'As the Last Science it will be the ultimate goal of the scientist's pilgrimage through the realms of knowledge. The person who studies it will be doing what in all his previous work he was preparing himself to do. Hence if any particular science is described as some particular form of phase of or search for a wisdom which within its own limits it never quite achieves, the First and Last Science must be described not as φιλοσοφια but as σοφια, the Wisdom for which every kind of φιλοσοφος is looking.

'Lastly, since every universal is the immediate logical ground of those immediately subordinate to it, and hence indirectly the ground of the universals which are subordinate to those, the first and last universal, pure being, is directly or indirectly the ground of all other universals, and the First and Last Science is therefore the science of that which stands as ultimate logical ground to everything that is studied by any other science. The ordinary name for that which is the logical ground of everything else is God. The most adequate, explicit, and easily intelligible name for the science which in its relation to other sciences is alternatively called First Science or Wisdom, the name which tells us what it is about, is therefore Theology.'

Notes:

1. 'Physics', 'metaphysics', 'ethics', 'politics', and 'economics', are plural in English because they are names of Aristotelian treatises, and a treatise which will go into one modern volume had to be spread over several Greek volumes. But because each of these represents only a single science, these plural substantives govern singular verbs: 'physics is . . .' not 'physics are . . .' We say 'logic' not 'logics', because there is no Aristotelian treatise τα λογικα. there is, however, a group of works collectively called τα αναλυτικα, and from this we have in English 'analytics'. Substantives like 'metaphysic', 'ethic', 'analytic', are solecisms, due to pedantic imitation or ignorant translation of forms which are correct in other languages.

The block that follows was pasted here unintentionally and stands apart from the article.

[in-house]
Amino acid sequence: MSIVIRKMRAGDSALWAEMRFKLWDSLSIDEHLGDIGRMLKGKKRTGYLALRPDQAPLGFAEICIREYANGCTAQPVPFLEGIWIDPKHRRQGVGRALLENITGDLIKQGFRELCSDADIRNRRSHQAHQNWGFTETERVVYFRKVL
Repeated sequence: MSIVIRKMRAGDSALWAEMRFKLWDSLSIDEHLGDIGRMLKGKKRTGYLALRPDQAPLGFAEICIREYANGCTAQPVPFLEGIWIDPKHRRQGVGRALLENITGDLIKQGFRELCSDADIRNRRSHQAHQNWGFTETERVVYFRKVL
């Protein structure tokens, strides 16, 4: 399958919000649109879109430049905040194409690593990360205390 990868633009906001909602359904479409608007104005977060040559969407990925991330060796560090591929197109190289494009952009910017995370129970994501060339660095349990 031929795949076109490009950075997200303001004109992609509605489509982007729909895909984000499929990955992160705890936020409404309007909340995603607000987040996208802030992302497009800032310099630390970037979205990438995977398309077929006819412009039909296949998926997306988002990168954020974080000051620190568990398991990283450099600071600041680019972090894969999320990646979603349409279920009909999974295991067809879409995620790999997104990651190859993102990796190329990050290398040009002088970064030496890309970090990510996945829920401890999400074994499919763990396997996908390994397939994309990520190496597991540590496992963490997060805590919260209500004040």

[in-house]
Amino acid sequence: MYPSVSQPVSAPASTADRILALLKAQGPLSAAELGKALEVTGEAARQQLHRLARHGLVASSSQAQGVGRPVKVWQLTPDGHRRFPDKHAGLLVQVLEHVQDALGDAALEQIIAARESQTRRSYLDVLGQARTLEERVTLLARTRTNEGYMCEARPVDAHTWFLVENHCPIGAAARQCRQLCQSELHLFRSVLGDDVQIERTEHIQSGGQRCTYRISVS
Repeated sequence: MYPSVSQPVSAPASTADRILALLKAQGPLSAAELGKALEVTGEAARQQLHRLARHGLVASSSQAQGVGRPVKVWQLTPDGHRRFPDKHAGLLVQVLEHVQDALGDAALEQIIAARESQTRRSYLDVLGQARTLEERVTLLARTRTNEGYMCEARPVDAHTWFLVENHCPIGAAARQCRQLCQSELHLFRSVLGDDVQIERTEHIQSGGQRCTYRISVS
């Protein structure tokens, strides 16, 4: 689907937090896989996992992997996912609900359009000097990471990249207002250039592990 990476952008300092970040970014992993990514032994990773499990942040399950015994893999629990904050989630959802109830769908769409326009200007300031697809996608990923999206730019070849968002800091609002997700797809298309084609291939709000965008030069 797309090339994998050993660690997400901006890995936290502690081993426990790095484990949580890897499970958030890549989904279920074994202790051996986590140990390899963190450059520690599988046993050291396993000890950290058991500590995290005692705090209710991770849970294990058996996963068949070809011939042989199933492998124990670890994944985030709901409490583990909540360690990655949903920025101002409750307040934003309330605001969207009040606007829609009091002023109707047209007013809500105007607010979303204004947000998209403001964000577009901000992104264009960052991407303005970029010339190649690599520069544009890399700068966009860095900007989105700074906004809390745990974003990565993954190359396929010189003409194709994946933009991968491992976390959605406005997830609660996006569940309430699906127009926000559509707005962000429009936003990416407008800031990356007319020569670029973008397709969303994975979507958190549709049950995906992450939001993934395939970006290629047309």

2. The fact that according to Aristotle the generic universal A is the logical ground of its own specific sub-forms, B and C, may be expressed by calling the unity of A a 'self-differentiating unity'. We shall meet this phrase again on pp. 212, 219, 220.